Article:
Kennedy’s Departure Probably Will Give Us a Court More Inclined to Defend Gun Rights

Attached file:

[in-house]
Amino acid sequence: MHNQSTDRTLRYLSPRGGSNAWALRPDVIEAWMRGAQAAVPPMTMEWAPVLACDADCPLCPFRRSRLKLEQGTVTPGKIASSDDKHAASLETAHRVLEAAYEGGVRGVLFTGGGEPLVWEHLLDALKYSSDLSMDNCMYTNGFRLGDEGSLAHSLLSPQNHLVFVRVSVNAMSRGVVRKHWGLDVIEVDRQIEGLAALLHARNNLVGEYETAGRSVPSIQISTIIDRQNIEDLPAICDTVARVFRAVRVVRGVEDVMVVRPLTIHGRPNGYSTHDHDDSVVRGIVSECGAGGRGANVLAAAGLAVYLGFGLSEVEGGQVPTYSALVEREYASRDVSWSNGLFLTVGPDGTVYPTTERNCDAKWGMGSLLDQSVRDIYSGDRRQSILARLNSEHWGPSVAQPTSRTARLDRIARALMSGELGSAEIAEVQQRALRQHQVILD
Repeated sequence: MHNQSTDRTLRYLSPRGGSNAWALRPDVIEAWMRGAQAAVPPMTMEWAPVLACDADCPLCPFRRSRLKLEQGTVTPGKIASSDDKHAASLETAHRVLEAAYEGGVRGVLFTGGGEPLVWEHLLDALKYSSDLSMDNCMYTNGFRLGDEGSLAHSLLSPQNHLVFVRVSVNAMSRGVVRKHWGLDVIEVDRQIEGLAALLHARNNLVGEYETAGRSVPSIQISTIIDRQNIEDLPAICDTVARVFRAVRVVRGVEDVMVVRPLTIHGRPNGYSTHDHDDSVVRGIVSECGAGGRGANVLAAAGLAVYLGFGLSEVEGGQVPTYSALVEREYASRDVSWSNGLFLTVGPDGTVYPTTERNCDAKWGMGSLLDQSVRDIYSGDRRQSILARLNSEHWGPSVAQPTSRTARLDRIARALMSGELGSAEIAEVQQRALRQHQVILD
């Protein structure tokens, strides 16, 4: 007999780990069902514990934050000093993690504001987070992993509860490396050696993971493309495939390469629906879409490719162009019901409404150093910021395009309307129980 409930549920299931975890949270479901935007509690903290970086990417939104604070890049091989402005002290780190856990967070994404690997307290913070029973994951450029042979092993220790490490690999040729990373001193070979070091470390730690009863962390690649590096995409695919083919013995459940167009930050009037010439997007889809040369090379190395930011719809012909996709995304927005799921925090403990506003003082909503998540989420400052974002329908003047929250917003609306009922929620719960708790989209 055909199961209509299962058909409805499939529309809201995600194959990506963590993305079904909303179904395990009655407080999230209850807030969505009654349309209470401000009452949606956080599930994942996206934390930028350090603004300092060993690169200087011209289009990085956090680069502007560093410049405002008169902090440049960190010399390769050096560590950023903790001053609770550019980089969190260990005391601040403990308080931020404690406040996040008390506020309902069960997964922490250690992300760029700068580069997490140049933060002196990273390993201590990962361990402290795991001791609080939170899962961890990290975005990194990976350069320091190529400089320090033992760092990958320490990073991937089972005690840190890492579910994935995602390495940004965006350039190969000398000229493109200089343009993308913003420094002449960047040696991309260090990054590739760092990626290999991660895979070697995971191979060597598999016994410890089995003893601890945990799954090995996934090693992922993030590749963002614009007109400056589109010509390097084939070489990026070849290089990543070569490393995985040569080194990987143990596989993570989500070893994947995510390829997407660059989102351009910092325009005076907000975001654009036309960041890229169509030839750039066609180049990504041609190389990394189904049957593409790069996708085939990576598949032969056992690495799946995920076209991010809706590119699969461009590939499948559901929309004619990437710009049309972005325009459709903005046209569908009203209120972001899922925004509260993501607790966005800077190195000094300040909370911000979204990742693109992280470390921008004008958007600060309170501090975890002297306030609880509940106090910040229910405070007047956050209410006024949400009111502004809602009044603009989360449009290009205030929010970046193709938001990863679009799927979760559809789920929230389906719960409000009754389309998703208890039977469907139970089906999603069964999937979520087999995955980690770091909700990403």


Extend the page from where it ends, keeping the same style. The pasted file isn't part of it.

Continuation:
Although Anthony Kennedy joined all three decisions in which the Supreme Court has upheld the constitutional right to keep and bear arms, his retirement probably means the Court will be less reluctant to define the contours of that right. In the decade since the Court first ruled that a law was inconsistent with the Second Amendment, it has passed up almost every opportunity to resolve lingering questions about which forms of gun control are constitutional. It seems clear that Kennedy bears much of the responsibility for that reticence. It takes four votes to grant Supreme Court review. Two justices, Clarence Thomas and Neil Gorsuch, are on record as criticizing the Court’s neglect of the Second Amendment. On three occasions, Thomas has written dissents arguing that the Court should have agreed to hear a challenge to a gun control law. Last year, in a case involving California’s prohibitive restrictions on carrying guns in public, Gorsuch added his name to one those dissents . While Samuel Alito did not join any of those dissents, he seems to favor a more aggressive defense of the right to arms recognized in District of Columbia v. Heller , the landmark 2008 decision that overturned a handgun ban in the nation’s capital. Alito wrote the majority opinion in the 2010 case McDonald v. Chicago , which overturned that city’s handgun ban and confirmed that "the Second Amendment right is fully applicable to the States." Chicago "ask[s] us to treat the right recognized in Heller as […]

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